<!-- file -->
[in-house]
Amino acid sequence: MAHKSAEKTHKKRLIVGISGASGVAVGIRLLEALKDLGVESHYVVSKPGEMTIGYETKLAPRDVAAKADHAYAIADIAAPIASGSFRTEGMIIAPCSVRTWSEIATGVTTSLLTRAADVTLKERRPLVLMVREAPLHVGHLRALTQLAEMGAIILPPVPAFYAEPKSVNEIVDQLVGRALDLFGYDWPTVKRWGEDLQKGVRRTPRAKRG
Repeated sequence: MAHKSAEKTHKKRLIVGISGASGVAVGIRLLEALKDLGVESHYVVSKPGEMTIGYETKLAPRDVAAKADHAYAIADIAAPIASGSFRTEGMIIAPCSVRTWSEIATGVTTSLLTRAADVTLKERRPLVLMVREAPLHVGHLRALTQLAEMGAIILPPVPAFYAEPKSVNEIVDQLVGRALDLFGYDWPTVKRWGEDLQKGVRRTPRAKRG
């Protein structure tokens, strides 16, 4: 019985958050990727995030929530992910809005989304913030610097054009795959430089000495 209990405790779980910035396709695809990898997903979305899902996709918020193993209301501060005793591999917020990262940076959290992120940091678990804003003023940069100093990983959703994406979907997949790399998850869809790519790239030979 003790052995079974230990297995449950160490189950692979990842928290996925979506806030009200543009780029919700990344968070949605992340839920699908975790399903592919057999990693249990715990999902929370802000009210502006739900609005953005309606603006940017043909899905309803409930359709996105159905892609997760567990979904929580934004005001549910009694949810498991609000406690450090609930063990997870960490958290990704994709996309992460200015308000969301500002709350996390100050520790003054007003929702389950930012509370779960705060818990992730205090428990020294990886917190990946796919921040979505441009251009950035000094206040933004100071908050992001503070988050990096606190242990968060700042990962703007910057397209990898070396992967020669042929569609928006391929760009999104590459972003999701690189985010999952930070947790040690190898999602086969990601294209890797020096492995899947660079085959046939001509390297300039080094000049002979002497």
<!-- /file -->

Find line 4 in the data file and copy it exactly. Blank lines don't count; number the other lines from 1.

């Protein structure tokens, strides 16, 4: 019985958050990727995030929530992910809005989304913030610097054009795959430089000495 209990405790779980910035396709695809990898997903979305899902996709918020193993209301501060005793591999917020990262940076959290992120940091678990804003003023940069100093990983959703994406979907997949790399998850869809790519790239030979 003790052995079974230990297995449950160490189950692979990842928290996925979506806030009200543009780029919700990344968070949605992340839920699908975790399903592919057999990693249990715990999902929370802000009210502006739900609005953005309606603006940017043909899905309803409930359709996105159905892609997760567990979904929580934004005001549910009694949810498991609000406690450090609930063990997870960490958290990704994709996309992460200015308000969301500002709350996390100050520790003054007003929702389950930012509370779960705060818990992730205090428990020294990886917190990946796919921040979505441009251009950035000094206040933004100071908050992001503070988050990096606190242990968060700042990962703007910057397209990898070396992967020669042929569609928006391929760009999104590459972003999701690189985010999952930070947790040690190898999602086969990601294209890797020096492995899947660079085959046939001509390297300039080094000049002979002497």